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Child advocacy helpline launched

pound;450k 24-hour national support service is first of its kind in UK

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pound;450k 24-hour national support service is first of its kind in UK

Children in Wales who feel their schools or teachers are not doing enough to deal with their problems will soon have a dedicated service they can turn to for help.

Education Minister Jane Hutt today launched the National Advocacy and Advice Helpline, backed by pound;459,850 of new Assembly government funding.

The helpline, which will be available through free phone lines, texts, email and online instant messaging, is the first of its kind in the UK to be rolled out nationally. It will work with and complement other advocacy services and helplines such as ChildLine.

Professional independent advocates will offer 24-hour support to children and young people if they feel they are not being listened to or getting help elsewhere.

This might include support with emotional issues such as divorce or separation, advice on foster care or healthcare or concerns over a lack of local children's services.

But children can also turn to the service if they feel they are being let down by their school over issues such as bullying, or if their council is preventing them from attending their choice of school.

A government spokeswoman said: "It will be more than an information service. It is about providing advice and finding services for children and young people to help them in all sorts of situations.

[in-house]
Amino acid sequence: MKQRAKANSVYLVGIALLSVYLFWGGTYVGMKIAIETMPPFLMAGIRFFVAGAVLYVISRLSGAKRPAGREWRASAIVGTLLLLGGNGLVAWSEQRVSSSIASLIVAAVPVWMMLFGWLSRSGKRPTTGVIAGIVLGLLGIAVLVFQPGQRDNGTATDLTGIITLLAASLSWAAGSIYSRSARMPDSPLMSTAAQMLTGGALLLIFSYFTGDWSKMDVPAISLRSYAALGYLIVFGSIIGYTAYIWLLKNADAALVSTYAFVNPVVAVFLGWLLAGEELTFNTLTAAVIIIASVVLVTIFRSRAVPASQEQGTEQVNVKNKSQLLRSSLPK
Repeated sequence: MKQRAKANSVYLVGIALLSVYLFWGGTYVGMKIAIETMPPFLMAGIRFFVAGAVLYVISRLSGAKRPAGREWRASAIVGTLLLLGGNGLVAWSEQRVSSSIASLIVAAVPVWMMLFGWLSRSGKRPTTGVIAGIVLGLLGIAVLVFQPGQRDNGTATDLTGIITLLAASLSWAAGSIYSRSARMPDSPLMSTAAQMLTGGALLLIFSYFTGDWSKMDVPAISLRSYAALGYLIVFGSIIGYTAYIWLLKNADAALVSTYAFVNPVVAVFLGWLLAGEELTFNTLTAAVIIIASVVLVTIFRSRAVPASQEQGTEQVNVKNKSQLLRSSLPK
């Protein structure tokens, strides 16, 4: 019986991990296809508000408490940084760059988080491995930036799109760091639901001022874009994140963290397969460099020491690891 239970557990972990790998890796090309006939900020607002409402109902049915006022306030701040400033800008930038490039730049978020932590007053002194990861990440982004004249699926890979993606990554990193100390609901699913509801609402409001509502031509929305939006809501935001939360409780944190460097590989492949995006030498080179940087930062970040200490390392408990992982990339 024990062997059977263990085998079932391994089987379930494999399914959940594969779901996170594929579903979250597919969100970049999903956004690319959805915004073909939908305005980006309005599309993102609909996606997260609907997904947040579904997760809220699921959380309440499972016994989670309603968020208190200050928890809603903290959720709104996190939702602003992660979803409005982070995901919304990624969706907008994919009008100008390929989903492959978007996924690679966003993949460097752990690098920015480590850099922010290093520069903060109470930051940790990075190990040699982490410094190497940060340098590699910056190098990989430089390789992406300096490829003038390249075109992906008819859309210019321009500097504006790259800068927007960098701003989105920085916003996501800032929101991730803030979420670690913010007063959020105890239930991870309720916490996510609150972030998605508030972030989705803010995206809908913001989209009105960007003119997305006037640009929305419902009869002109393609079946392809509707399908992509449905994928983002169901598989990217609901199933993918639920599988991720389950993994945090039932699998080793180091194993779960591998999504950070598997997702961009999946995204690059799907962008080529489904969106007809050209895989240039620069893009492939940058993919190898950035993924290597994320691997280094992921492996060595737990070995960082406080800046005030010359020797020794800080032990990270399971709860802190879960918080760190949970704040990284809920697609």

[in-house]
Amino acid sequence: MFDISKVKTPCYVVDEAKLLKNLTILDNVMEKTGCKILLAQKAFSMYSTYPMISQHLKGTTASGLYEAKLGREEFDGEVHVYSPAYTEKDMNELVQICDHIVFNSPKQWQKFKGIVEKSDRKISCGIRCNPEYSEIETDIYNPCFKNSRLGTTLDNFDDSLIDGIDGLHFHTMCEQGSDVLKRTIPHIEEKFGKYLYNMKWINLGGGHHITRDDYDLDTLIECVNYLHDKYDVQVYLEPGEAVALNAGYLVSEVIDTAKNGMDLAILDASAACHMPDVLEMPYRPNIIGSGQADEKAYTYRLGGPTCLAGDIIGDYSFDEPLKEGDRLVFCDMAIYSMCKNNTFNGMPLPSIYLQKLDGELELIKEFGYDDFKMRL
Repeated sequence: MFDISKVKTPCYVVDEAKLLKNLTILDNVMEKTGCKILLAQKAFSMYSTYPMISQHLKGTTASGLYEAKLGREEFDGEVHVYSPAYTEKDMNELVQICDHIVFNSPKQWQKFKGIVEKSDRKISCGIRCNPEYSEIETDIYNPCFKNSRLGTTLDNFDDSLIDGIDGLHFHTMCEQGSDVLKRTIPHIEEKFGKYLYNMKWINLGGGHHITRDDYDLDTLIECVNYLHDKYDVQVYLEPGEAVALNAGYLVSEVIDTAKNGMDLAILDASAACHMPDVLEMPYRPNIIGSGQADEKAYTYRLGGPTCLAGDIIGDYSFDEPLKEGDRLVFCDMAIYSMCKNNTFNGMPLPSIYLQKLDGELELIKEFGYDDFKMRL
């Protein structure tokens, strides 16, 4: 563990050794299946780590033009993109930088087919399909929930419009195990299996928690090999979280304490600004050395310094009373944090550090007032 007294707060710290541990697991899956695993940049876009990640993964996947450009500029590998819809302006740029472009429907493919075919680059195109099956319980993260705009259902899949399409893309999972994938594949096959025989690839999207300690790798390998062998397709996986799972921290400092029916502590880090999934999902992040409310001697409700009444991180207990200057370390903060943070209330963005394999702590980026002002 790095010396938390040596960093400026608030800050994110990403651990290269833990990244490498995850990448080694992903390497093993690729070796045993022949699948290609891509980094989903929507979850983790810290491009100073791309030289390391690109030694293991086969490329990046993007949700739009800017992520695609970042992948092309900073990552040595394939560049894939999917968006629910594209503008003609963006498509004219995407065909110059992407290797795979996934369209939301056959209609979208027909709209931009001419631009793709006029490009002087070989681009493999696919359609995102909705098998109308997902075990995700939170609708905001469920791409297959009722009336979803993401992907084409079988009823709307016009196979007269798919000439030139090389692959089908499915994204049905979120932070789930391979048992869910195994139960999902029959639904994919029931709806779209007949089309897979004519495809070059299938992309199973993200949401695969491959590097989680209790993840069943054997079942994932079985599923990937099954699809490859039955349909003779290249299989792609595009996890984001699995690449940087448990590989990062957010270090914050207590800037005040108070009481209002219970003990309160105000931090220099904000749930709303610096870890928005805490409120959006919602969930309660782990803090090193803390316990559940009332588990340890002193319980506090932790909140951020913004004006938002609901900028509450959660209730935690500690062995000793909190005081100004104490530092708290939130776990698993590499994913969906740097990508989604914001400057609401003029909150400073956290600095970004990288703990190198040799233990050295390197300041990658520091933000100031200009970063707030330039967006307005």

"It will give them practical assistance and support when things become particularly difficult and if they feel they are not getting the help they need or are entitled to."

Ms Hutt launched the new service at the Senedd today during celebrations for the 20th anniversary of the United Nations Convention on the Rights of the Child.

Since 2004, the Assembly government's work on children and young people has been guided by the UN convention, which lays out a comprehensive set of rights and responsibilities for under-17s.

The government based its seven core aims for children and young people on the convention, and officials are drawing up a new Assembly measure to embed it further in law.

But Ms Hutt acknowledged that although the convention was part of the personal, social and health education curriculum, more work needed to be done to ensure that teachers and schools appreciate exactly what the convention means and why it is important for pupils.

The minister launched a new toolkit related to the convention containing examples of good practice and resources for primary and secondary schools.

She said it would help teachers to develop a better understanding of the convention and promote its aims.

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